Japanese Prime Minister Naoto Kan’s ruling party on Thursday outlined its determination to rebuild the nation’s finances and slash its deficit in its new manifesto ahead of elections next month.
Changing course from his predecessor Yukio Hatoyama, who had focused on foreign policy shifts and higher social welfare spending, fiscal hawk Kan called for a full debate on tax reform, including whether to hike sales tax.
“Politics is power, and power must be used to remove the cause of people’s unhappiness,” Kan wrote in the introduction to the Democratic Party of Japan’s 2010 manifesto unveiled Thursday ahead of next month’s upper house election.
The centre-left leader took office last week pledging a fiscal policy overhaul to reduce the world’s biggest public debt mountain, warning of the risk of a Greece-style meltdown for Japan if left unaddressed.
“The turmoil in Europe, triggered by the financial collapse of Greece, is never an irrelevant problem for Japan,” Kan said at a press conference Thursday.
“Unless Japan addresses this issue, institutions like the International Monetary Fund may take control of the country’s fiscal policy,” he added, referring to austerity terms imposed on Greece by the IMF in return for funds.
Kan said the DPJ would call for a full debate on tax reform and did not rule out the possibility of doubling the five percent sales tax, with the aim of drawing up a plan within the financial year.
“We decided to stipulate that we will start discussions on consumption tax, which has long been a taboo. We want to draw up a basic tax reform plan, including an appropriate consumption tax rate, within fiscal 2010,” said Kan.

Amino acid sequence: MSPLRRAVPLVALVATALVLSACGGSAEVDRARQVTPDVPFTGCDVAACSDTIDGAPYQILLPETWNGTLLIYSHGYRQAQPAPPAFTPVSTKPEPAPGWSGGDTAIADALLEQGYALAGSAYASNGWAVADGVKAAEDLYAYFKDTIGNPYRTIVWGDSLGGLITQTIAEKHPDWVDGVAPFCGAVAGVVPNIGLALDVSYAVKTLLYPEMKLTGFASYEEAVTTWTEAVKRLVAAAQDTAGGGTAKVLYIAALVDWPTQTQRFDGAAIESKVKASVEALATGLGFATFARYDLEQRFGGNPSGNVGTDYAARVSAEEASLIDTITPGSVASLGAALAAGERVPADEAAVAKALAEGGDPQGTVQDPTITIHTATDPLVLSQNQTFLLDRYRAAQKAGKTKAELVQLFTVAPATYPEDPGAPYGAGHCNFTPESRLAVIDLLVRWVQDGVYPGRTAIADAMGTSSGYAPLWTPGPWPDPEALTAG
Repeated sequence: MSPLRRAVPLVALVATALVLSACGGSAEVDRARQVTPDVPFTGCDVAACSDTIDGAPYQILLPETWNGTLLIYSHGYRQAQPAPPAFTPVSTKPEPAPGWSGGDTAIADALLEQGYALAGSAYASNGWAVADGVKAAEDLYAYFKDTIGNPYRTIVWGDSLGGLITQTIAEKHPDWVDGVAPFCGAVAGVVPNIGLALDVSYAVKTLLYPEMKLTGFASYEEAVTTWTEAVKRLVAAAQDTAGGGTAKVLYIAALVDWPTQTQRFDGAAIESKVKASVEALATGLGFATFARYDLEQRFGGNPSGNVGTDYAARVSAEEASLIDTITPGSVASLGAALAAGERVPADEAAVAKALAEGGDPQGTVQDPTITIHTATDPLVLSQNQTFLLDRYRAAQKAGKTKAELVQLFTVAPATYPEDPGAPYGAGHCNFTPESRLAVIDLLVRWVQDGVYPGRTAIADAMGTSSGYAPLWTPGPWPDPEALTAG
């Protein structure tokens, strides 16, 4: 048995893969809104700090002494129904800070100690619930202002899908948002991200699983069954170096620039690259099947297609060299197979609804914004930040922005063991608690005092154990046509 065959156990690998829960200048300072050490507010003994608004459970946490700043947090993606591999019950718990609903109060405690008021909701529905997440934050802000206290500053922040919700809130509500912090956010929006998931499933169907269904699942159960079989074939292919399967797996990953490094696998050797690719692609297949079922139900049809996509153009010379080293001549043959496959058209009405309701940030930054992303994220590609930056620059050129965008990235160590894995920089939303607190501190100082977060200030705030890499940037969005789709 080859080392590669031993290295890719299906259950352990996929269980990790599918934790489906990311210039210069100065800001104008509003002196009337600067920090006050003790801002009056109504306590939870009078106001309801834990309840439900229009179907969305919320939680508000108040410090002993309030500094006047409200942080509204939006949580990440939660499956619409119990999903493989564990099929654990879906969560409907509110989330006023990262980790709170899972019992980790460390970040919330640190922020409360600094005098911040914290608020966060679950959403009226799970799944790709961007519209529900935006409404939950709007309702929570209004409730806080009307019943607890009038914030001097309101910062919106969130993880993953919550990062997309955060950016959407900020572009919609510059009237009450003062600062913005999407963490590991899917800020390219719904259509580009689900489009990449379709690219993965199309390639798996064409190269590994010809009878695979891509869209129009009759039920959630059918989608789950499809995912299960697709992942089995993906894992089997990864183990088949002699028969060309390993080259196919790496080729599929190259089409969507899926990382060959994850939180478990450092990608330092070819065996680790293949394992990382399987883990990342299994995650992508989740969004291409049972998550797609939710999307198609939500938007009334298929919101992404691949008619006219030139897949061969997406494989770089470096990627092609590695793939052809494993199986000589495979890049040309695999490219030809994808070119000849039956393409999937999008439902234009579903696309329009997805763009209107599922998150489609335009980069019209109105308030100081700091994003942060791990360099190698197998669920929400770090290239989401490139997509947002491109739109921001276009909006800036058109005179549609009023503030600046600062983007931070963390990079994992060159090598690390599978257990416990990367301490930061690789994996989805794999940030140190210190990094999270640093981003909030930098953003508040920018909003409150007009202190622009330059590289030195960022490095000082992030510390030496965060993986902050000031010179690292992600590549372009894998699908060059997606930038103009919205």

Despite crawling out of a severe year-long recession in 2009, Japan’s recovery remains fragile with deflation, high public debt and weak domestic demand all concerns for policymakers.
DPJ policy research committee chairman Koichiro Genba said any tax reform would not be implemented before “autumn 2012″ and that the government’s priority was to “get the country out of deflation”.
As its mid-term goal, the DPJ pledged to slice the country’s deficit in half or less by the year to March 2016, with a longer term ambition of eliminating it by fiscal 2020.
In its manifesto, the DPJ also echoed a pledge by new Finance Minister Yoshihiko Noda to make the “utmost effort” to cap the issuance of government bonds next year at 44.3 trillion yen (480 billion dollars).
After decades of stimulus spending and low tax receipts, Japan’s public debt stands at around 950 trillion yen (over 10 trillion dollars), nearly double gross domestic product, as the government issues more bonds to pay for hefty outlays.
Japan collects less than half the taxes it needs to cover its spending, and must borrow the rest in a climate of increased scrutiny for sovereign bond issuers as Europe’s debt woes deepen.
Kan, who served as finance minister under Hatoyama, said in his first policy speech last week that he would target average real GDP growth of two percent a year until 2020.
Reiterating Kan’s earlier comments on foreign policy, the DPJ also pledged to deepen the Japan-US alliance and honour a plan to keep a controversial US airbase on the southern island of Okinawa.
“We need to keep the current balance of the US military forces in Japan,” Genba said.
Hatoyama quit after reneging on an election promise to move the Futenma airbase off the island.